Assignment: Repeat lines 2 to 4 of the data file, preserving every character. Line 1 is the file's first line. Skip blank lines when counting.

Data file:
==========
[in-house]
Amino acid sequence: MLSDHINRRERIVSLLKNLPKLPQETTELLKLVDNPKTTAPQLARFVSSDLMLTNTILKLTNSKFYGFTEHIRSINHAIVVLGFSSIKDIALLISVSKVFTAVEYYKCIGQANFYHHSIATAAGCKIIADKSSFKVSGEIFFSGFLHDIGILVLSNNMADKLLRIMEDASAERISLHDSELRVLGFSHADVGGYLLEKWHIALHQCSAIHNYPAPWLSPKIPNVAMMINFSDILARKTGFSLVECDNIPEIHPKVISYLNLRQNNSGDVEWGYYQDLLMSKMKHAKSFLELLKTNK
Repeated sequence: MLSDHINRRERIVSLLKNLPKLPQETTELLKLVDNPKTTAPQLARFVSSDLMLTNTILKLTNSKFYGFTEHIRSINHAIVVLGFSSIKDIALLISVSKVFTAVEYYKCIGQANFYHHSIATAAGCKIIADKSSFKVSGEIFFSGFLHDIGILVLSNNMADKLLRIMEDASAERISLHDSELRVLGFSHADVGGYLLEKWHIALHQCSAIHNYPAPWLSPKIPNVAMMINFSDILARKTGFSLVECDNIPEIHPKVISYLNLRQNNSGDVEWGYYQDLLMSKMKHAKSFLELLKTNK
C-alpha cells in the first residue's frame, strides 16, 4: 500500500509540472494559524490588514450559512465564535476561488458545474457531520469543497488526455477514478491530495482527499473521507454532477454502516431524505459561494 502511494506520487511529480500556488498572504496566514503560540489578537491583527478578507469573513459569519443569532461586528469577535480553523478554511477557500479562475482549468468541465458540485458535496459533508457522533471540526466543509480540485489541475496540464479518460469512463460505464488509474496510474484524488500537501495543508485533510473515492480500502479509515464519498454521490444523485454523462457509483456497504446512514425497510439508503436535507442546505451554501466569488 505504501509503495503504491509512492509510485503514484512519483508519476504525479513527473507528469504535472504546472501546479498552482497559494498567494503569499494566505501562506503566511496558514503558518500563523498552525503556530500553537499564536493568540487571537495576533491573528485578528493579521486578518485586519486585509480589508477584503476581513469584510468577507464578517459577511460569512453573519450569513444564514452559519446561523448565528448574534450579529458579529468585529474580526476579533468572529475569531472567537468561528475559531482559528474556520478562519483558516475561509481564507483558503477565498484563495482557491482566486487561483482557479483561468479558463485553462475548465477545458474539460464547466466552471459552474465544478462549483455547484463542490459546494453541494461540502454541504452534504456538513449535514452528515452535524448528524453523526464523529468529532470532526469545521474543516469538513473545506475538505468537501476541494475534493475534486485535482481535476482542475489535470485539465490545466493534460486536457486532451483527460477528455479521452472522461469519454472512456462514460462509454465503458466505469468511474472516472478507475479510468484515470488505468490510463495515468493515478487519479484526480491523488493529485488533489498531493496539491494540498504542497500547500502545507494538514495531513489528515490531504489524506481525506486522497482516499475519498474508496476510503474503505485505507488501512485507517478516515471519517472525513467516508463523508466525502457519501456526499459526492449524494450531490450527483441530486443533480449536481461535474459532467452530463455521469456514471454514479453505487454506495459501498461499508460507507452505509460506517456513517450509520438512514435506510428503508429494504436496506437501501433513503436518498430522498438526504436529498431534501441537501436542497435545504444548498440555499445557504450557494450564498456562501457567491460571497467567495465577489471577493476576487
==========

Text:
Amino acid sequence: MLSDHINRRERIVSLLKNLPKLPQETTELLKLVDNPKTTAPQLARFVSSDLMLTNTILKLTNSKFYGFTEHIRSINHAIVVLGFSSIKDIALLISVSKVFTAVEYYKCIGQANFYHHSIATAAGCKIIADKSSFKVSGEIFFSGFLHDIGILVLSNNMADKLLRIMEDASAERISLHDSELRVLGFSHADVGGYLLEKWHIALHQCSAIHNYPAPWLSPKIPNVAMMINFSDILARKTGFSLVECDNIPEIHPKVISYLNLRQNNSGDVEWGYYQDLLMSKMKHAKSFLELLKTNK
Repeated sequence: MLSDHINRRERIVSLLKNLPKLPQETTELLKLVDNPKTTAPQLARFVSSDLMLTNTILKLTNSKFYGFTEHIRSINHAIVVLGFSSIKDIALLISVSKVFTAVEYYKCIGQANFYHHSIATAAGCKIIADKSSFKVSGEIFFSGFLHDIGILVLSNNMADKLLRIMEDASAERISLHDSELRVLGFSHADVGGYLLEKWHIALHQCSAIHNYPAPWLSPKIPNVAMMINFSDILARKTGFSLVECDNIPEIHPKVISYLNLRQNNSGDVEWGYYQDLLMSKMKHAKSFLELLKTNK
C-alpha cells in the first residue's frame, strides 16, 4: 500500500509540472494559524490588514450559512465564535476561488458545474457531520469543497488526455477514478491530495482527499473521507454532477454502516431524505459561494 502511494506520487511529480500556488498572504496566514503560540489578537491583527478578507469573513459569519443569532461586528469577535480553523478554511477557500479562475482549468468541465458540485458535496459533508457522533471540526466543509480540485489541475496540464479518460469512463460505464488509474496510474484524488500537501495543508485533510473515492480500502479509515464519498454521490444523485454523462457509483456497504446512514425497510439508503436535507442546505451554501466569488 505504501509503495503504491509512492509510485503514484512519483508519476504525479513527473507528469504535472504546472501546479498552482497559494498567494503569499494566505501562506503566511496558514503558518500563523498552525503556530500553537499564536493568540487571537495576533491573528485578528493579521486578518485586519486585509480589508477584503476581513469584510468577507464578517459577511460569512453573519450569513444564514452559519446561523448565528448574534450579529458579529468585529474580526476579533468572529475569531472567537468561528475559531482559528474556520478562519483558516475561509481564507483558503477565498484563495482557491482566486487561483482557479483561468479558463485553462475548465477545458474539460464547466466552471459552474465544478462549483455547484463542490459546494453541494461540502454541504452534504456538513449535514452528515452535524448528524453523526464523529468529532470532526469545521474543516469538513473545506475538505468537501476541494475534493475534486485535482481535476482542475489535470485539465490545466493534460486536457486532451483527460477528455479521452472522461469519454472512456462514460462509454465503458466505469468511474472516472478507475479510468484515470488505468490510463495515468493515478487519479484526480491523488493529485488533489498531493496539491494540498504542497500547500502545507494538514495531513489528515490531504489524506481525506486522497482516499475519498474508496476510503474503505485505507488501512485507517478516515471519517472525513467516508463523508466525502457519501456526499459526492449524494450531490450527483441530486443533480449536481461535474459532467452530463455521469456514471454514479453505487454506495459501498461499508460507507452505509460506517456513517450509520438512514435506510428503508429494504436496506437501501433513503436518498430522498438526504436529498431534501441537501436542497435545504444548498440555499445557504450557494450564498456562501457567491460571497467567495465577489471577493476576487